© Chantilly, Château de Chantilly | CRTC Hauts-de-France - Vincent Colin

Royal and imperial chateaux

Picture yourself. A king or queen perhaps, or maybe an emperor or empress. Imagine your life as a member of a royal household, enjoying plush apartments complete with four-poster beds and precious furniture. Stroll in parks – each more extravagant than the next – and feel that you are standing in unique places that helped shape French history. What could be more exciting than imagining life as a historical figure in the surrounds of a luxurious chateau?

Northern France _ Compiegne _ Chateau © CRTC Hauts-de-France - Herve HughesNorthern France _ Compiegne _ Chateau © CRTC Hauts-de-France - Herve Hughes
©Northern France, Compiegne, Chateau|CRTC Hauts-de-France - Herve Hughes
Chantilly

Château de Chantilly

French excellence

Bring your kids or friends to the Château de Chantilly – everyone will appreciate and enjoy it. The Château de Chantilly is lots of places at the same time. Firstly, it is a grand chateau with exquisite gardens designed by André Le Nôtre, the renowned landscape architect and gardener to Louis XIV.  Le Nôtre rated his work at Chantilly above even his gardens at Versailles and Fontainebleau. Chantilly is also home to museums, a library and an expansive forest. And, of course, not forgetting the world-famous culinary experience that is Chantilly whipped cream.

If you’re interested in the equestrian world, then head to les Grandes Écuries, which houses the Musée du Cheval, a highly regarded horse museum. Horses are more than history here though – listen for the sound of hoofs because this is a living, working museum housed in the impressive palace of the Duke of Bourbon. Be transported to the magical world of equestrian shows where classical dressage of the Haute-Ecole is king. The show ring at Chantilly is topped by a 90-feet-high (28-metre) dome, which adds a grandiose feel that perfectly encapsulates an equestrian art that has been mastered here at les Grandes Ecuries.

Then we head to the Condé Museum and its Duke of Aumale collection – after the Louvre, it’s France’s second-largest collection of 15th to 19th century paintings. The museum also houses a remarkable set of drawings by Raphael.

Finally, no visit would be complete without a long stroll in the park, which showcases designs influenced by the trends of yesteryear. There is a French garden designed by Le Nôtre – complete with water mirrors, fountains and statues – as well as an atmospheric Anglo-Chinese garden and an English garden, home to a surprising array of animals. Don’t forget to also explore – with fork in hand – Le Hameau, a restaurant within the park that is famous for its delicious Chantilly cream, hand-whipped thick and firm. The kids will be in heaven – and so will you!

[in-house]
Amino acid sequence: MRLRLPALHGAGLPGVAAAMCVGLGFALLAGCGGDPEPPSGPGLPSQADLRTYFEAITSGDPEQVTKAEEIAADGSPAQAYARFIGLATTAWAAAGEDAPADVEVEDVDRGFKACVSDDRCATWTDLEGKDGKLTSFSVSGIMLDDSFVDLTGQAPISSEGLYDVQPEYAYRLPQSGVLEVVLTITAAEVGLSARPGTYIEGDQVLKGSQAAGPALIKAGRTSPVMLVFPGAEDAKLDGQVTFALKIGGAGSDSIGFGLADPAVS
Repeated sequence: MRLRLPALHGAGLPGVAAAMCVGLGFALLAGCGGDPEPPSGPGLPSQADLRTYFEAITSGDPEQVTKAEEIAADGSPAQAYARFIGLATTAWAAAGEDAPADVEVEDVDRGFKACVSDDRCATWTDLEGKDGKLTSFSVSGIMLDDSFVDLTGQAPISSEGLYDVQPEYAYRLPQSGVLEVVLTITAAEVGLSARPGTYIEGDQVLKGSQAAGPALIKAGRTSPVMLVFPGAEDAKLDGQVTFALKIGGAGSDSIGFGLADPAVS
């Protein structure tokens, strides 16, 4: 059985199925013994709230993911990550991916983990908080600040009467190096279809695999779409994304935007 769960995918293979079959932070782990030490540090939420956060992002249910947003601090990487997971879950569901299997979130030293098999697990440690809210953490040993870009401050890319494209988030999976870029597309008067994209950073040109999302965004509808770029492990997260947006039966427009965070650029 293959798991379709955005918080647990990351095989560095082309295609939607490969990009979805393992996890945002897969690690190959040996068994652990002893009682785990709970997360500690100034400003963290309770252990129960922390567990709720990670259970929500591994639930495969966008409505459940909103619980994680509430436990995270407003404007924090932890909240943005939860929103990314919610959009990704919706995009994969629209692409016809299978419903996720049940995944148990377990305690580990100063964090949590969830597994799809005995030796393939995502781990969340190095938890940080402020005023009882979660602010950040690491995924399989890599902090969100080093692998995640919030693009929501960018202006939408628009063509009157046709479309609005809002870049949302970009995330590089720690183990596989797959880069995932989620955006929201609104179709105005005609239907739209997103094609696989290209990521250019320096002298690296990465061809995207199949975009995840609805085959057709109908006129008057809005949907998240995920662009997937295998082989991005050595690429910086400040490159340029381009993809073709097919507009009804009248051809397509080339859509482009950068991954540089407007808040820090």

Compiègne

Château de Compiègne

get up close and personal with royalty

On the edge of the immense forest of Compiègne – right in the heart of the town and facing the cobblestones of la place du Général de Gaulle – you’ll see the imposing palace gates and courtyard. Chateau de Compiègne was of huge importance to the Bourbons and Bonaparte. Nowadays, it has three museums that are wonderful to explore as a family. Visit the summer residence, where generations of French kings and emperors loved to pass their time, to get an insight into royal life. From the top of the monumental staircase, a succession of richly decorated rooms plunges young and old explorers into more than a century of history. Discovering the exquisite apartments and state rooms is a unique experience – it’s like going on a treasure hunt through successive reigns, with the rooms all retaining their original decorative features and furniture.

In particular, the reigns of Louis XV and Louis XVI are beautifully revealed in the Galerie des Chasses and the Salle de Gardes. In the apartments used by Napoleon I, you can see how he used the style of the First French Empire to try and erase all traces of the Bourbons. But it was Napoleon III who brought a special vibrancy to the palace with his balls and parties. He maintained close ties with the palace – and for good reason! It was at Compiègne that he asked for the hand of the future empress Eugenie.

Perhaps one of the more unexpected surprises at Compiègne comes next. The National Car Museum houses the vehicle dubbed la Jamais Contente – ‘Never Satisfied’ – a four-wheeled torpedo-shaped car that in 1899 was the first to break the 62 mph (100km/h) barrier.

After all of these adventures through time, head out into the park to take a break or enjoy a picnic. Don’t miss the view of la percée des Beaux-Monts via a 3-mile (5-kilometre) corridor that pierces through the vast woodland, imploring you to further explore its 37,000 acres (15,000 hectares) of forest.